Tax Tip:   Transfers of Assets to a Corporation

In a July 29, 2014 Tax Court of Canada case, the taxpayer transferred oilfield equipment (Equipment) to his Company in 2004 and 2005 in return for fair market value proceeds of $135,000 and $73,500 respectively. The taxpayer did not report any gains for 2004 on the basis that the adjusted cost base (ACB) of the Equipment was equal to the proceeds. For 2005 the taxpayer reported a gain of $43,500. In this case, the assets were acquired over time, often from related business ventures, and limited or no records were available.

CRA reassessed on the basis that:

  • the Equipment transferred was inventory rather than capital (this means that 100% of the gain on sale would be taxable as opposed to 50%);
  • the ACB for the two years of transfers was only $30 because there was no evidence to support the contrary; and
  • GST should apply on the transfer.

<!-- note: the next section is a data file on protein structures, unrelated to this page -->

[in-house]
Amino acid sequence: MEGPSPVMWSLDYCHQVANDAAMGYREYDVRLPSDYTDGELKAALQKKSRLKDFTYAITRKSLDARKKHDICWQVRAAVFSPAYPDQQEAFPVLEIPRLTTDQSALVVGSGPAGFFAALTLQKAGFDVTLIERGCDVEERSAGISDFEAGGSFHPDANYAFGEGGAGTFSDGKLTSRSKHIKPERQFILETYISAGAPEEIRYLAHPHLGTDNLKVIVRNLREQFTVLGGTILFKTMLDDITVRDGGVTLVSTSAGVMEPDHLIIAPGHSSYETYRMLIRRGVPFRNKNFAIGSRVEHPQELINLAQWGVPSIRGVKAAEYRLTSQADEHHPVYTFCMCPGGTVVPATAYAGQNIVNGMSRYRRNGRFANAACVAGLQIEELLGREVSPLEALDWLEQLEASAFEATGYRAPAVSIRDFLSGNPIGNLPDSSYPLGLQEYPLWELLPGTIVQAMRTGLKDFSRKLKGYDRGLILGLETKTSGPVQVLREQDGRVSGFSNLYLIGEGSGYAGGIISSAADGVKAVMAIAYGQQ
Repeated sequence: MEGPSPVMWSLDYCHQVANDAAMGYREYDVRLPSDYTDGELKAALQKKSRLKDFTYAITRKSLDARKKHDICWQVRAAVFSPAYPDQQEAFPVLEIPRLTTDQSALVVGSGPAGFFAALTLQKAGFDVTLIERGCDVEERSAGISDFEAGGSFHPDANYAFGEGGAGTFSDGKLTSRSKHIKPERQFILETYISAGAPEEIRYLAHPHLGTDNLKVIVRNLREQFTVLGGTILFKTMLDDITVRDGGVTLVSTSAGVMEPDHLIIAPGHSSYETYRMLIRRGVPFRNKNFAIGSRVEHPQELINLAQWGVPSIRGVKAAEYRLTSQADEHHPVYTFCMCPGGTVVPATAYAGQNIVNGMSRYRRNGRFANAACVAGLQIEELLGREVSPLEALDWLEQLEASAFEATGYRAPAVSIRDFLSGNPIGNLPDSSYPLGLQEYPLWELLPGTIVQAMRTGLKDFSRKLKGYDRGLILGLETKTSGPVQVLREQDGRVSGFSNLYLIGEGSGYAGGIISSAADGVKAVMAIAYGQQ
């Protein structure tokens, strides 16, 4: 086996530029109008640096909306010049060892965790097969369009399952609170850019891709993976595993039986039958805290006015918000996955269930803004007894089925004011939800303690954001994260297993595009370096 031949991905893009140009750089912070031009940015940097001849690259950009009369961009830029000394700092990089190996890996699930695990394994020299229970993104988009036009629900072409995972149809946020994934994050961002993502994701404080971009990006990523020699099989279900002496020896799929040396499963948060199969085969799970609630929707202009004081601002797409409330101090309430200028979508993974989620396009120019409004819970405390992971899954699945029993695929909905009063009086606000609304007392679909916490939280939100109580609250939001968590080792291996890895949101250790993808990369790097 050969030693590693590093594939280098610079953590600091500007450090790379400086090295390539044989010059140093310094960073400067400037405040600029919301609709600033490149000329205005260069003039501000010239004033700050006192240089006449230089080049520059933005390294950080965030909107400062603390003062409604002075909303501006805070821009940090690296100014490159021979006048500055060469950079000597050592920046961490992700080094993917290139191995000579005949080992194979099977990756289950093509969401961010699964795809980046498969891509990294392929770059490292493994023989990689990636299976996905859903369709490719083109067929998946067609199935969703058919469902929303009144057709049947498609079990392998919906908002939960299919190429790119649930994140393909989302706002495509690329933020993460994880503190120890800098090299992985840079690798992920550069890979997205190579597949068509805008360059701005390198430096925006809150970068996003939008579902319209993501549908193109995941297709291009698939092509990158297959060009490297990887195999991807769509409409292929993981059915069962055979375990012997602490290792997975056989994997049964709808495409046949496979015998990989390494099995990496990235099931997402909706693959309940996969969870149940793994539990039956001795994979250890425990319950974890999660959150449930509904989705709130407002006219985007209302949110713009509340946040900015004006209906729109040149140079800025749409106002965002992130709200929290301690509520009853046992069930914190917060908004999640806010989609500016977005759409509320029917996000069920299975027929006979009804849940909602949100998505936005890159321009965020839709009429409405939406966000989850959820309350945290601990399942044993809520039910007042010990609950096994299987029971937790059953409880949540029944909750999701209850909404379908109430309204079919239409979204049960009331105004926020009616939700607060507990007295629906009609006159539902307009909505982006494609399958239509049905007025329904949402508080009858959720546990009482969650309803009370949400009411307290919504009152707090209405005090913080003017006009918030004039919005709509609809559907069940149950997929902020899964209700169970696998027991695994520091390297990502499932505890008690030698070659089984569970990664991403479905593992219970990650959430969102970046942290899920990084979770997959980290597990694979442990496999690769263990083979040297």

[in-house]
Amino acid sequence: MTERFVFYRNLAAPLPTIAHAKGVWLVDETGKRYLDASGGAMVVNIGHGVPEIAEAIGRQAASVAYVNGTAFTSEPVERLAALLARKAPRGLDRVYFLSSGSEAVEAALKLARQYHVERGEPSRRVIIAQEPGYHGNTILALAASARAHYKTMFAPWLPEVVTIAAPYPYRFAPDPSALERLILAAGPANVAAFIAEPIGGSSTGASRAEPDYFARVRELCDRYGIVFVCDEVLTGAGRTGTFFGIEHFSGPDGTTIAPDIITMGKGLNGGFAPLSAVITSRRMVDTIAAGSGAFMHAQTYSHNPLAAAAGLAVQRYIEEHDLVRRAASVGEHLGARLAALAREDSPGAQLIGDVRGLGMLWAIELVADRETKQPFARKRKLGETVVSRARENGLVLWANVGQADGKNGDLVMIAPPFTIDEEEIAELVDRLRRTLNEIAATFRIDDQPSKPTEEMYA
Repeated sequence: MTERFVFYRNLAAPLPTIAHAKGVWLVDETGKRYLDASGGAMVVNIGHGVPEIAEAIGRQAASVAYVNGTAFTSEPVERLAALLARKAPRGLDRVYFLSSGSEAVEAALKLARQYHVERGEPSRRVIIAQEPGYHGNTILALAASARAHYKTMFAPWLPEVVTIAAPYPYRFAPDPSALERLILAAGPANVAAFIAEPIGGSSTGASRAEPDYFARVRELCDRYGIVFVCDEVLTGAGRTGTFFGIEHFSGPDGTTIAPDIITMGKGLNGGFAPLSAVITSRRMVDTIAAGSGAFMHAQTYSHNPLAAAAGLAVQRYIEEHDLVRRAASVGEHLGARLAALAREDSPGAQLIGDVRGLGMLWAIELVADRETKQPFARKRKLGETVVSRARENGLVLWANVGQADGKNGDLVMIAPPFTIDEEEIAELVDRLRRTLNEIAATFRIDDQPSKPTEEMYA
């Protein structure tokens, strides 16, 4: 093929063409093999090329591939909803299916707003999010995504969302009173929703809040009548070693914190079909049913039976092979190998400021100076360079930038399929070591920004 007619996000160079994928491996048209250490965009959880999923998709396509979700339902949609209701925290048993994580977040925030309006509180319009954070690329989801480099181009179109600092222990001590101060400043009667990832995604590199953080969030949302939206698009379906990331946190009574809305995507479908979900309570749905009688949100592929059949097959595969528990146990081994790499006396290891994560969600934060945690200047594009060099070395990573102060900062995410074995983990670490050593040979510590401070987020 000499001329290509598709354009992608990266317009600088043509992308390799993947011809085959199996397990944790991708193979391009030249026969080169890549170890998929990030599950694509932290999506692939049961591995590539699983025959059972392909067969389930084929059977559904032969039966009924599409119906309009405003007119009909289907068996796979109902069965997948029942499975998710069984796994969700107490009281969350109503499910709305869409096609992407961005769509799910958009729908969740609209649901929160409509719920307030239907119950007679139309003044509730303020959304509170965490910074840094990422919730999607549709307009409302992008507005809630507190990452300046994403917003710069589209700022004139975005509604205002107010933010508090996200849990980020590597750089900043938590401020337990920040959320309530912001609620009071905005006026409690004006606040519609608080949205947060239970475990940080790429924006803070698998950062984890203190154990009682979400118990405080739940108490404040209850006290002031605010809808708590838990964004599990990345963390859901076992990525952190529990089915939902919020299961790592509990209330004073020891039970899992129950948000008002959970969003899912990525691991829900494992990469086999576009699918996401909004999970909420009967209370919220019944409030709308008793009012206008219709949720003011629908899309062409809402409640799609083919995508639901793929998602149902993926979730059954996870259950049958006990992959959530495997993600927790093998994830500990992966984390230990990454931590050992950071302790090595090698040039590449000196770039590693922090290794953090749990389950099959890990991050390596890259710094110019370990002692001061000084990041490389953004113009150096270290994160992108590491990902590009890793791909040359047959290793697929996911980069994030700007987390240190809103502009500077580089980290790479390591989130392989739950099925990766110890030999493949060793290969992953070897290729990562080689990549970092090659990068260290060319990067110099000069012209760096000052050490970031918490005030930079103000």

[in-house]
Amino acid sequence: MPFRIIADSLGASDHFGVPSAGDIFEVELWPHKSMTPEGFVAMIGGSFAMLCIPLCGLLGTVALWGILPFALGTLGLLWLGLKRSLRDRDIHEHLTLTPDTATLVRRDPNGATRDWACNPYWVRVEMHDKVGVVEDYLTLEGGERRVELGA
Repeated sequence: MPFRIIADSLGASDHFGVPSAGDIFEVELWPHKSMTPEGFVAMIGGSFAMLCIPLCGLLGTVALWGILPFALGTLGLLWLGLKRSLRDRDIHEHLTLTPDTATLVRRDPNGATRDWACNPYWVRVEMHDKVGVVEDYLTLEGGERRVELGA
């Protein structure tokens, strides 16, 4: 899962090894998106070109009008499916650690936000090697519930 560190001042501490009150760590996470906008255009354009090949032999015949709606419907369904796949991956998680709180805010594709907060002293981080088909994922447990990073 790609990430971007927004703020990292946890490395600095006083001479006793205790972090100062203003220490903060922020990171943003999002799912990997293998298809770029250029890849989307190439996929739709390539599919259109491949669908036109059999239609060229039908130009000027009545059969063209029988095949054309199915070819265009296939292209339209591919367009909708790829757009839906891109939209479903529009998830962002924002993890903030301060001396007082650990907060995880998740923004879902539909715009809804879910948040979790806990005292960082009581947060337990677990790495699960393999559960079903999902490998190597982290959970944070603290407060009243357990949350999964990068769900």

Subsequently, CRA issued a second reassessment to increase the proceeds again by $90,093. This reassessment was issued outside the three-year period in which CRA is normally allowed to reassess.

Taxpayer loses

The Court found that the taxpayer’s evidence to support the original amount paid for the Equipment, the ACB, was insufficient to rebut the Minister’s assumption that it was only $30. Therefore, the gains on sale were increased from $0 (in 2004) and $43,500 (in 2005) to almost $135,000 and $73,500 respectively. The taxpayer was also found to be liable for GST on the sale of the Equipment to his Company.

Action Item: Retain receipts for capital purchases. Not doing so could result in a reassessment based on a nominal cost base and an inflated tax liability.

Taxpayer wins

The Court determined that the long period that the taxpayer held the Equipment prior to selling it was more indicative of a capital investment than an inventory investment. Therefore, the sale was held to be on account of capital rather than inventory.

Also, the Court found that the second CRA reassessment to increase the proceeds was not valid (it was statute-barred) as the taxpayer did not make a misrepresentation attributable to neglect, carelessness or willful default.

Action Item: Contact us if CRA has questions or is proposing an audit.